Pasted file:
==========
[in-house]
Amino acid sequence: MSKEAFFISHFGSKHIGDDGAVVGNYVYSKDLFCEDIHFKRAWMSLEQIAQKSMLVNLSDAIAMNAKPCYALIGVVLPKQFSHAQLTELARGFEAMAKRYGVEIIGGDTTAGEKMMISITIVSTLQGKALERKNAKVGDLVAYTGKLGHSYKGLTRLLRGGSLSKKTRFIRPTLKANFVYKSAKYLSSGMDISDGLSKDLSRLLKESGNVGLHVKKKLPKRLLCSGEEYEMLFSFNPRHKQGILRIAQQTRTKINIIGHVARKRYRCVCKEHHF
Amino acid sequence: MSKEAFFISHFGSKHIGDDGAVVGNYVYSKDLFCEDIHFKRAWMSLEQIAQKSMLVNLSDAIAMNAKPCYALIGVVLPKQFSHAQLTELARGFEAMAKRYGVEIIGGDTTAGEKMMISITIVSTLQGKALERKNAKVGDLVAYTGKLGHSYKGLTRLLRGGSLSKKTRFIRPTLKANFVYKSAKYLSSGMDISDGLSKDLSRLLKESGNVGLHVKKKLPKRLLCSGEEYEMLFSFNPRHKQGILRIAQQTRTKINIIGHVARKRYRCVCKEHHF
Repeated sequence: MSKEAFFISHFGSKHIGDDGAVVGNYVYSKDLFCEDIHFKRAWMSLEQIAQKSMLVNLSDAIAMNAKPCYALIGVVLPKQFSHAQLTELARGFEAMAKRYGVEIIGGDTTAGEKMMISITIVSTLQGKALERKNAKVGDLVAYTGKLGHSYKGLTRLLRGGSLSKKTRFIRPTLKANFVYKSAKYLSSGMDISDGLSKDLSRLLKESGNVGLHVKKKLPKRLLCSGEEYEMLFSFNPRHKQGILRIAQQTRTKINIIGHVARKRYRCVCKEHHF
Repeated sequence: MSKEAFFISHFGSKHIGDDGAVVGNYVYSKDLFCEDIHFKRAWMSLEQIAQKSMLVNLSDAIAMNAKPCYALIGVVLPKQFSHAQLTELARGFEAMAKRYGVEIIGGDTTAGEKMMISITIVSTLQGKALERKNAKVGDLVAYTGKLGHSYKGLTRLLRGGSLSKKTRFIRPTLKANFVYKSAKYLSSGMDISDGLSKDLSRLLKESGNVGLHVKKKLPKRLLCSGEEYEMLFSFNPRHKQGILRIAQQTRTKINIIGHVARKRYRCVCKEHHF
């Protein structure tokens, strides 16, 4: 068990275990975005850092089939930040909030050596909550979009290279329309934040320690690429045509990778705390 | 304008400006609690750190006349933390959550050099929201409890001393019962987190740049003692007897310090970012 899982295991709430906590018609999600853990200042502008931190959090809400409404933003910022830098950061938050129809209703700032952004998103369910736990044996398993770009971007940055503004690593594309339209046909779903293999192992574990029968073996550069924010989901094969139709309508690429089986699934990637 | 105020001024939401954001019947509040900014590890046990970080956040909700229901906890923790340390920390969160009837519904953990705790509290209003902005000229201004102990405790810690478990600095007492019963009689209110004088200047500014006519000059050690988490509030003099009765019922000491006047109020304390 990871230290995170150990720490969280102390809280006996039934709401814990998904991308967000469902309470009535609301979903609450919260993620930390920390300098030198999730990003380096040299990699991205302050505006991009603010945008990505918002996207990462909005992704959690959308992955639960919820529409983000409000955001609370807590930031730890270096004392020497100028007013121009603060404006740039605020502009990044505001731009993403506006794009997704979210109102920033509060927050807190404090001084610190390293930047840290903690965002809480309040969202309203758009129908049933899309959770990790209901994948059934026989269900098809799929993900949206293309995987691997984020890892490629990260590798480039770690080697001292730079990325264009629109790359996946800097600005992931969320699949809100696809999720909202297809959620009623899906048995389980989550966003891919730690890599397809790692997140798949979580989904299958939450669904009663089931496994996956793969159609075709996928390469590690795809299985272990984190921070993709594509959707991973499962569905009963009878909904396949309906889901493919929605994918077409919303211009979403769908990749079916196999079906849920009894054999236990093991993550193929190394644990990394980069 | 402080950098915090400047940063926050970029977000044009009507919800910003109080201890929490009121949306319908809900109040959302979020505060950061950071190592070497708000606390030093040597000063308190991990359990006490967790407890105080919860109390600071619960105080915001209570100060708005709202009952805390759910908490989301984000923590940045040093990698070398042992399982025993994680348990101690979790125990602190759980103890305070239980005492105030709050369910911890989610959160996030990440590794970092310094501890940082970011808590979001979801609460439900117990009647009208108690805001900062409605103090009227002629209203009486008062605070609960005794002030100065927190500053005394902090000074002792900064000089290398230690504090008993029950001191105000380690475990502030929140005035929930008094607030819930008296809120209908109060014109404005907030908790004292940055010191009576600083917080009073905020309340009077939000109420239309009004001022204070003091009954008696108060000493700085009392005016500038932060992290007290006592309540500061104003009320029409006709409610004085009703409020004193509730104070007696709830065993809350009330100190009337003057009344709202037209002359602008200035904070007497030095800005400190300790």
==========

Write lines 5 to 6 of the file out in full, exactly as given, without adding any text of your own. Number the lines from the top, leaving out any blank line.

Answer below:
Repeated sequence: MSKEAFFISHFGSKHIGDDGAVVGNYVYSKDLFCEDIHFKRAWMSLEQIAQKSMLVNLSDAIAMNAKPCYALIGVVLPKQFSHAQLTELARGFEAMAKRYGVEIIGGDTTAGEKMMISITIVSTLQGKALERKNAKVGDLVAYTGKLGHSYKGLTRLLRGGSLSKKTRFIRPTLKANFVYKSAKYLSSGMDISDGLSKDLSRLLKESGNVGLHVKKKLPKRLLCSGEEYEMLFSFNPRHKQGILRIAQQTRTKINIIGHVARKRYRCVCKEHHF
């Protein structure tokens, strides 16, 4: 068990275990975005850092089939930040909030050596909550979009290279329309934040320690690429045509990778705390 | 304008400006609690750190006349933390959550050099929201409890001393019962987190740049003692007897310090970012 899982295991709430906590018609999600853990200042502008931190959090809400409404933003910022830098950061938050129809209703700032952004998103369910736990044996398993770009971007940055503004690593594309339209046909779903293999192992574990029968073996550069924010989901094969139709309508690429089986699934990637 | 105020001024939401954001019947509040900014590890046990970080956040909700229901906890923790340390920390969160009837519904953990705790509290209003902005000229201004102990405790810690478990600095007492019963009689209110004088200047500014006519000059050690988490509030003099009765019922000491006047109020304390 990871230290995170150990720490969280102390809280006996039934709401814990998904991308967000469902309470009535609301979903609450919260993620930390920390300098030198999730990003380096040299990699991205302050505006991009603010945008990505918002996207990462909005992704959690959308992955639960919820529409983000409000955001609370807590930031730890270096004392020497100028007013121009603060404006740039605020502009990044505001731009993403506006794009997704979210109102920033509060927050807190404090001084610190390293930047840290903690965002809480309040969202309203758009129908049933899309959770990790209901994948059934026989269900098809799929993900949206293309995987691997984020890892490629990260590798480039770690080697001292730079990325264009629109790359996946800097600005992931969320699949809100696809999720909202297809959620009623899906048995389980989550966003891919730690890599397809790692997140798949979580989904299958939450669904009663089931496994996956793969159609075709996928390469590690795809299985272990984190921070993709594509959707991973499962569905009963009878909904396949309906889901493919929605994918077409919303211009979403769908990749079916196999079906849920009894054999236990093991993550193929190394644990990394980069 | 402080950098915090400047940063926050970029977000044009009507919800910003109080201890929490009121949306319908809900109040959302979020505060950061950071190592070497708000606390030093040597000063308190991990359990006490967790407890105080919860109390600071619960105080915001209570100060708005709202009952805390759910908490989301984000923590940045040093990698070398042992399982025993994680348990101690979790125990602190759980103890305070239980005492105030709050369910911890989610959160996030990440590794970092310094501890940082970011808590979001979801609460439900117990009647009208108690805001900062409605103090009227002629209203009486008062605070609960005794002030100065927190500053005394902090000074002792900064000089290398230690504090008993029950001191105000380690475990502030929140005035929930008094607030819930008296809120209908109060014109404005907030908790004292940055010191009576600083917080009073905020309340009077939000109420239309009004001022204070003091009954008696108060000493700085009392005016500038932060992290007290006592309540500061104003009320029409006709409610004085009703409020004193509730104070007696709830065993809350009330100190009337003057009344709202037209002359602008200035904070007497030095800005400190300790």